Wednesday, April 28, 2010

You've Come a Long Way, Baby

I realized a few days late that I'd passed my 2-year Etsyversary. So I mentioned it on Facebook, and someone commented that it would be neat to see the first beads I'd made. So I just went into my "wonky bead drawer" and found them. They were easy to pick out. They're big and lopsided, and full of so much potential. Well, not potential exactly - but I could tell they were paving the way for better beads. I made them in my beginner lampworking class, which I took two years ago with Julie Rose at TLD Design Center in Westmont, IL. It's about 40 minutes from my house. I was crazy excited about this day-long class. I'd read up on lampworking - checking out Cindy Jenkins' book Making Glass Beads from the library and renewing it over and over again. I watched lampworkers on Youtube spin their magic with glass. Over and over again. I was ready. Or so I thought. It wasn't nearly as easy as it looked on those videos, but it sure was fun.

These are the beads from my beginner class.

Here are some beads I made in the weeks following. I put the red polka-dotted blue bead in to show how much smaller I made my beads after the class. I was even trying encasing. I drove my beads 40 minutes to TLD Design Center to be annealed every couple of weeks.

And here are my first critter beads that made it through annealing without popping off a wing. I had to steal them out of my daughter's collection to take a picture. The green blob was my first attempt at a frog. Now it's probably obvious why frogs aren't my forte, but I'm working on it.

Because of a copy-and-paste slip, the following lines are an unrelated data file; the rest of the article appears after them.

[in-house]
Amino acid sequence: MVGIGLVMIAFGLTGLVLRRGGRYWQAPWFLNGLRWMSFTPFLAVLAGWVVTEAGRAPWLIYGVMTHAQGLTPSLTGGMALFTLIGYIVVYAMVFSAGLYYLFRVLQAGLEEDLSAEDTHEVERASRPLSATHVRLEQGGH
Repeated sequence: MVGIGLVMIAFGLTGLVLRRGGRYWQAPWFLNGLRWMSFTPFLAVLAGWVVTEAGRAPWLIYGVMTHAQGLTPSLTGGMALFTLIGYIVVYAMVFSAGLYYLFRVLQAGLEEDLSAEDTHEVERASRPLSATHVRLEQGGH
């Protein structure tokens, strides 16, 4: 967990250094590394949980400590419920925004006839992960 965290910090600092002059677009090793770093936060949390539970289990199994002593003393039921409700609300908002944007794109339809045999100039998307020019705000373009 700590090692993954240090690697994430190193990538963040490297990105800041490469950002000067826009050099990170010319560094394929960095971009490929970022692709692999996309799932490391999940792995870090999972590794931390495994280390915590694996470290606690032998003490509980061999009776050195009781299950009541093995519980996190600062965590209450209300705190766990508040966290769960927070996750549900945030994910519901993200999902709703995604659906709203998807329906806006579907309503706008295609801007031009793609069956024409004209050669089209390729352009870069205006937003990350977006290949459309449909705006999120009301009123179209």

It's fun to look back to see how far you've come. My beads are always changing and evolving. My advice to lampworkers and anyone with a craft they want to improve upon ~ practice, and challenge yourself. Some days are good days and some, well, I think why did I even light the torch. But in the end they all seem to balance out. If you're having one of those rotten days, try looking back on where you started. You'll probably realize you've come a long way. Baby.


  1. At shows I find customers will often ask "how long does it take to make a bead?" I was at a show recently and a new lampworker was explaining to her husband how much work goes into the bejeweled (dotted) beads I make. She and I began to talk and she pointed out that the better question would be..."How many years did it take to get to the place that you can make that bead?"
    Great blog have inspired me.

  2. That's an excellent point, Ema, and a much better way of looking at it. I used to be focused on how long it would take to make a bead, and I do get that question, too. But that woman is right in pointing out that it's not just the time that goes into that one bead, but the years of practice beforehand. And to get to the point where you can make those bejeweled beads that you make - well, there's a LOT of practice and patience that go into that. They are gorgeous!

  3. Here's a link to Ema's blog post She elaborates on her comment. Great stuff!

  4. It's obvious you're a natural - those first beads are great! I think you make it look easy - but I know it's a combination of talent and hard work! I enjoyed reading and seeing how you got started. You didn't mention what year it was that you took the class... How long has it taken you to get to your current level of expertise? Thanks for putting those up and congrats!

  5. Oh, whoops! I took my class two years ago in January or February - I can't remember exactly, except that it was freezing outside. I've since taken one more class at TLD, last spring - to learn silvered ivory, encasing and puttin murrini on beads. I didn't get the hang of murrini until after quite a bit of practice.

  6. Well I for one am glad you stuck with it! It helps hearing stories like these for people like me who get so easily frustrated trying new things... you're an inspiration :)